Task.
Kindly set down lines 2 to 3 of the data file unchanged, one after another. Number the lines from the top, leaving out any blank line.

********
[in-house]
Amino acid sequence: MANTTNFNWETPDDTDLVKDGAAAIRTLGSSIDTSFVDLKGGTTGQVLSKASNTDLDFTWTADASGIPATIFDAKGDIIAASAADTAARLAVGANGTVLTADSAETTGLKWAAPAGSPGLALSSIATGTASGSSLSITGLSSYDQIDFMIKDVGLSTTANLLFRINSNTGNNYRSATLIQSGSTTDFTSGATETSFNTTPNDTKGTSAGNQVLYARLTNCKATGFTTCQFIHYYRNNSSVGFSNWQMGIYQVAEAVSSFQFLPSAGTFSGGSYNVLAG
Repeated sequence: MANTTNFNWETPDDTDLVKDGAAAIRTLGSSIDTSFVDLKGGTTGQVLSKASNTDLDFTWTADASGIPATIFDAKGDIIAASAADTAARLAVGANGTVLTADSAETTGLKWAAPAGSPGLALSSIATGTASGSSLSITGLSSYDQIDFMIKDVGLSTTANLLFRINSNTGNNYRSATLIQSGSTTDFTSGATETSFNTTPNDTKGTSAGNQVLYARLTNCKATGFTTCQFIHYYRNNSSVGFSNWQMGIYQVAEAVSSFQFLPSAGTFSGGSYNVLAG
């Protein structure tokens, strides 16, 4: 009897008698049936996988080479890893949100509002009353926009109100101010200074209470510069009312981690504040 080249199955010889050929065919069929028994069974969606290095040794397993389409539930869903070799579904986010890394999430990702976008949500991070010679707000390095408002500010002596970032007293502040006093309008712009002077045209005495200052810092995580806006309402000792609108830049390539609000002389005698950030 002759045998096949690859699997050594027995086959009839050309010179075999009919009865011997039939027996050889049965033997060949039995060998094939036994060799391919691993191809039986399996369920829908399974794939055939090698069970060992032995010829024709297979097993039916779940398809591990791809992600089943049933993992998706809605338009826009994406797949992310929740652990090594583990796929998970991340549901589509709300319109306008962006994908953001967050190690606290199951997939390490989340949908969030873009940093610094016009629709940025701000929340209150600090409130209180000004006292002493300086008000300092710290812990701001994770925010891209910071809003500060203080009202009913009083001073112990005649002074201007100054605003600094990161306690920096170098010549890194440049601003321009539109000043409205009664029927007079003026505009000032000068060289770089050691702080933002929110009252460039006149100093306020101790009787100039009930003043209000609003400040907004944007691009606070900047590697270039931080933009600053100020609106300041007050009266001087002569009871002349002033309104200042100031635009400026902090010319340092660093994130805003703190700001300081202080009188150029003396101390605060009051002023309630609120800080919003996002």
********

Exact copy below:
Amino acid sequence: MANTTNFNWETPDDTDLVKDGAAAIRTLGSSIDTSFVDLKGGTTGQVLSKASNTDLDFTWTADASGIPATIFDAKGDIIAASAADTAARLAVGANGTVLTADSAETTGLKWAAPAGSPGLALSSIATGTASGSSLSITGLSSYDQIDFMIKDVGLSTTANLLFRINSNTGNNYRSATLIQSGSTTDFTSGATETSFNTTPNDTKGTSAGNQVLYARLTNCKATGFTTCQFIHYYRNNSSVGFSNWQMGIYQVAEAVSSFQFLPSAGTFSGGSYNVLAG
Repeated sequence: MANTTNFNWETPDDTDLVKDGAAAIRTLGSSIDTSFVDLKGGTTGQVLSKASNTDLDFTWTADASGIPATIFDAKGDIIAASAADTAARLAVGANGTVLTADSAETTGLKWAAPAGSPGLALSSIATGTASGSSLSITGLSSYDQIDFMIKDVGLSTTANLLFRINSNTGNNYRSATLIQSGSTTDFTSGATETSFNTTPNDTKGTSAGNQVLYARLTNCKATGFTTCQFIHYYRNNSSVGFSNWQMGIYQVAEAVSSFQFLPSAGTFSGGSYNVLAG